A significant increase in GDP over the final three months of June could signal the possibility of a “solid economic rebound” from the current Delta lockdown Financial Minister Grant Robertson believes.
Stats NZ announced the economy increased by a staggering 2.8 percent in the quarter ending June.
Bank economists had forecast robust GDP growth between 1.1 percent or 1.5 percent, contrasted with the March quarter, which was a follow-up to 1.4 percent growth in the prior three-month period.
The actual amount has blown the forecasts off the mark.
Robertson stated that the economy was outperforming “many of the countries we compare ourselves against”, in the quarter ended June.
“Australia was up by 0.7 percent, and the United States by 1.6 per percent, as well as Japan by 0.5 percent. The United Kingdom grew by more by a whopping 4.8 percent, which reversed the recent drop in activity” he added.
“This is a very positive result and shows New Zealanders’ confidence in our economic recovery roadmap.”
ANZ principal economics Sharon Zollner has been expecting the economy to contract to as high as 6 percent this quarter due to the restrictions and lockdowns triggered through the Delta community outbreak.
However, she warned that she was “starting to look a little optimistic”.
Zollner told reporters ahead of the Thursday’s Stats NZ release that while the June quarter figure was likely to be outstripped by events of the moment but it could be used to see how the economy was doing prior to the lockdown.
Stats NZ said the 2.8 percent growth in the July 2021’s quarter of GDP fueled by the service industries. The goods-producing and primary sectors also played a role in the the growth during the quarter.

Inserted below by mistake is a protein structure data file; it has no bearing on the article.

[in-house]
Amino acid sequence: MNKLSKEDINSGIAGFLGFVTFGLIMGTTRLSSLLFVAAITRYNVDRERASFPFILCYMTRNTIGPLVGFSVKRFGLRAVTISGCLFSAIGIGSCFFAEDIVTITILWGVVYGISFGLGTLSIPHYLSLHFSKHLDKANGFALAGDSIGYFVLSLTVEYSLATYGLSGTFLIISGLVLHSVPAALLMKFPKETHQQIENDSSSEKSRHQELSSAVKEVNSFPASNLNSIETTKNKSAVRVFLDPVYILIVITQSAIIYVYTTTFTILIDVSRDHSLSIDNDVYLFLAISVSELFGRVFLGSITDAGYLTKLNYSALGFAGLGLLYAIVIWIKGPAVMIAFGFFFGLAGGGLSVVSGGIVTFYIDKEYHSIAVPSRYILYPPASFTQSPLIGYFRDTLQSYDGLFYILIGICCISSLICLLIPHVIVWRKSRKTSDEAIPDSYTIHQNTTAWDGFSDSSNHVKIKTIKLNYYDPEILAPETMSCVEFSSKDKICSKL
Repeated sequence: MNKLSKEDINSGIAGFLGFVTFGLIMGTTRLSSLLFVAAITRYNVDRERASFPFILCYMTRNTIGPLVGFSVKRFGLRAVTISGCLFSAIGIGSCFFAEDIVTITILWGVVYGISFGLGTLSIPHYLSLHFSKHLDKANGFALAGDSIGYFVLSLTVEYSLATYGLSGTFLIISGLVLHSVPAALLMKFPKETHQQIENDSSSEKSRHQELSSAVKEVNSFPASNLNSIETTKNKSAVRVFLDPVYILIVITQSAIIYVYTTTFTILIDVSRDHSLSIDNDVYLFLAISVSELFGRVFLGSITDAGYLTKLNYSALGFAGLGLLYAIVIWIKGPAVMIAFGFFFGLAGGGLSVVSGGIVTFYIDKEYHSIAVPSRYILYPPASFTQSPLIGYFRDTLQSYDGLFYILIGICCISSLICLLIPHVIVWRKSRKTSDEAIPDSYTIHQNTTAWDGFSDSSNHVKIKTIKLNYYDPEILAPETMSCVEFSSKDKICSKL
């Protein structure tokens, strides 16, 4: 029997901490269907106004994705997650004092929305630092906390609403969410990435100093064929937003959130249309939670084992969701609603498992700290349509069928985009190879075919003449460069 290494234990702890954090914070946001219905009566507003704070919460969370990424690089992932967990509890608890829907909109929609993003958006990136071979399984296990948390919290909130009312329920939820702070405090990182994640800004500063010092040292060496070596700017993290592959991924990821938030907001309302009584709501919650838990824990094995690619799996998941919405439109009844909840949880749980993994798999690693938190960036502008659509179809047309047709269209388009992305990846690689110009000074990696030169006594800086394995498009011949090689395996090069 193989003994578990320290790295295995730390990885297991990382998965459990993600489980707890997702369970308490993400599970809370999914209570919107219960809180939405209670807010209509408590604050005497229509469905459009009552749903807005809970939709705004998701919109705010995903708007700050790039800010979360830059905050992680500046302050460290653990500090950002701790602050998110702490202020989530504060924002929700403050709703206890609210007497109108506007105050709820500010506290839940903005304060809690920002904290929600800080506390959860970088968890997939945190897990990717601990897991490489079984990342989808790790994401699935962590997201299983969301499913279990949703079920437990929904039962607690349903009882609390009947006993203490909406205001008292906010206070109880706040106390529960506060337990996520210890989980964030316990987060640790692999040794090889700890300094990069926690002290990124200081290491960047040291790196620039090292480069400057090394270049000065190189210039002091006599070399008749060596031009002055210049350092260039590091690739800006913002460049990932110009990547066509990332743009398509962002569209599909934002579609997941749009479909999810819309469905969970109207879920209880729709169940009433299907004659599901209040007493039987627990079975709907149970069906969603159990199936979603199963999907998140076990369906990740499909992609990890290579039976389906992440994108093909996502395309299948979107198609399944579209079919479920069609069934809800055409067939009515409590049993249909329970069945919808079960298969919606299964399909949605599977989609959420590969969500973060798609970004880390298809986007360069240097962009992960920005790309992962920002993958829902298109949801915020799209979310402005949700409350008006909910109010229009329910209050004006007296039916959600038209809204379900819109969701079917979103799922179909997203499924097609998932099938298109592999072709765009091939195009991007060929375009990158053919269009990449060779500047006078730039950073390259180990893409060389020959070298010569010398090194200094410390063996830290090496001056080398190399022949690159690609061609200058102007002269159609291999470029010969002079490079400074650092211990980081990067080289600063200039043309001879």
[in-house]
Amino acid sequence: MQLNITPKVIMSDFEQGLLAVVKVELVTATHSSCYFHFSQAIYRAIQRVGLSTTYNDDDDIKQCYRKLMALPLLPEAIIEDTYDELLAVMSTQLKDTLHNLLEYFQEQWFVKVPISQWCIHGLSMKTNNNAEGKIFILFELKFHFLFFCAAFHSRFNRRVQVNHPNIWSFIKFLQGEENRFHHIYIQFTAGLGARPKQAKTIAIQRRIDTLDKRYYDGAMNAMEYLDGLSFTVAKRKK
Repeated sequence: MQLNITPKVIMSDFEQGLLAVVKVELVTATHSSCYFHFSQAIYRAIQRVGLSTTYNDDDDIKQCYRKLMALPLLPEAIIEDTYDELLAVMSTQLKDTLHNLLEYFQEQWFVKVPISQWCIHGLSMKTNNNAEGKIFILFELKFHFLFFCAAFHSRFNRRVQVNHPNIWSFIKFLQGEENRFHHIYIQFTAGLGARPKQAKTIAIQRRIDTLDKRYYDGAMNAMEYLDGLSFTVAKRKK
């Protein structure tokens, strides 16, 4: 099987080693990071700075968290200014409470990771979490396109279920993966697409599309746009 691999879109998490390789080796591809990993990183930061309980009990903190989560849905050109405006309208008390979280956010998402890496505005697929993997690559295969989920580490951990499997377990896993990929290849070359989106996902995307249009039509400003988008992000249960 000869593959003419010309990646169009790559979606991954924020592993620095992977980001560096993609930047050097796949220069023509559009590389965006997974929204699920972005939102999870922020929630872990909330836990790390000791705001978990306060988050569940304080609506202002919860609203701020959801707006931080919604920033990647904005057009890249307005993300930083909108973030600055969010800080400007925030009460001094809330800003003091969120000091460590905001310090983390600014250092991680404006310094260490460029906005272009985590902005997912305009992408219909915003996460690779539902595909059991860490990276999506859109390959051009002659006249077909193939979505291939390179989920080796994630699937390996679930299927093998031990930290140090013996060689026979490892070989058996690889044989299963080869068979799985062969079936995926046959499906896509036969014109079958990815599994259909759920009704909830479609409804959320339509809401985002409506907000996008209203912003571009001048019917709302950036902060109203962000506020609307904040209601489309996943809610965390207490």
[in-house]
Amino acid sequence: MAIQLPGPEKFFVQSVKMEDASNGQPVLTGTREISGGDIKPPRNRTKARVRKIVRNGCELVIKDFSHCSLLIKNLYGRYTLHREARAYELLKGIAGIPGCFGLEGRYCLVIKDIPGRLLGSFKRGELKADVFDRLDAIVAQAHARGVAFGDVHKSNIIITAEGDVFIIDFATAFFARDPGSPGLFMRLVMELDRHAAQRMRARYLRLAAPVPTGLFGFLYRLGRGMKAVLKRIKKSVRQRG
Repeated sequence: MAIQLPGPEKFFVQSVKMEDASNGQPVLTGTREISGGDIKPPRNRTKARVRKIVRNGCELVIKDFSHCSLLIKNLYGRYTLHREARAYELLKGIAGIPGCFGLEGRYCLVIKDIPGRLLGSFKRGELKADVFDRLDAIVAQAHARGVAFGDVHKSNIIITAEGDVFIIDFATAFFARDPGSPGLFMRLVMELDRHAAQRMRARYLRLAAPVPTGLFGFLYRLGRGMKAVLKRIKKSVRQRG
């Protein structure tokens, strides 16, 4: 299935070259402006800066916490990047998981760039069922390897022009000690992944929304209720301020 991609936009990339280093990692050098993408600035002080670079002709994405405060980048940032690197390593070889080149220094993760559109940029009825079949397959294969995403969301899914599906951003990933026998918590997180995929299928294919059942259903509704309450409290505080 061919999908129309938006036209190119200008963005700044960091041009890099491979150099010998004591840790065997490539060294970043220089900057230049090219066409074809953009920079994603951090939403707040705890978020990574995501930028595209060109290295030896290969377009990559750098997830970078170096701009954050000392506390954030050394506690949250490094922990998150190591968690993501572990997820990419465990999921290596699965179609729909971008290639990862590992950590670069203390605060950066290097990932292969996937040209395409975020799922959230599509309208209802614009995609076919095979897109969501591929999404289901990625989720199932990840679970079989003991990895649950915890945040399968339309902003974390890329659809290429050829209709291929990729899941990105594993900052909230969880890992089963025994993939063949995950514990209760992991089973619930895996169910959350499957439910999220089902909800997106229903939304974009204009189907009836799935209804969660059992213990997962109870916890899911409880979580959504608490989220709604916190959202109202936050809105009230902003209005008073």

The retail trade and accommodation sector was the main driver of growing GDP in quarter ending June, Stats NZ said, due to the increased activity in the food and accommodation services industries.
Business services also played a role in the increase, increasing by 4.8 percent in the course of three months, because of increased demand in architectural, engineering and consulting, it stated.
The pace of economic activity during the month of June was 4.3 percent above the levels it reached in during the last three months of 2019 , the final period before the New Zealanders were the first to have were informed of the Covid epidemic that was sweeping China.
In contrast, Stats NZ manager Paul Pascoe stated that Covid was causing significant modifications to the usual patterns of activities, with international travel and associated expenditures being at a low level but not showing usual huge declines from the peak of the March quarter.
“This has muted overall GDP growth in the March quarter and contributed to growth in the June quarter, when we account for the usual seasonal effects,” the official added.
The Reserve Bank is next due to determine whether it will raise the cash rate of the central bank (OCR) on the 6th of October.
President Adrian Orr told Stuff late last month that the central bank drawn up a plan to increase rates, and that It wasn’t “not clear what would deviate us from
ASB economics Mark Smith and Nick Tuffley stated in a research paper that the rate of growth for the June quarter indicated that the economy was experiencing “considerable momentum” prior to the Delta outbreak.
They have continued to anticipate an upswing in activity during the final three months this year, following an “short-lived” drop in activity in the first quarter.
Act Party leader David Seymour stated that the GDP figures for June “might as well have happened in another decade”.
“Today’s reality is different,” the actor said before its release.
The figure must be considered within the context in the context of “wartime levels of borrowing by the Government”, Seymour stated.
“They believe interest rates will be low forever, but if they’re wrong it’s the next generation that will pay.”
It is believed that the New Zealand dollar climbed a fifth of an US cent up to US71.3c following the announcement, suggesting that markets aren’t judging the huge increase as simply a matter of.
However, it appears to be less of an effect than would normally be expected should GDP outstrip expectations by more than one percentage percent.
The market for shares had little response, trading in a moderately positive zone as an NZX top 50 gaining around 0.2 percent on the day just after 11pm.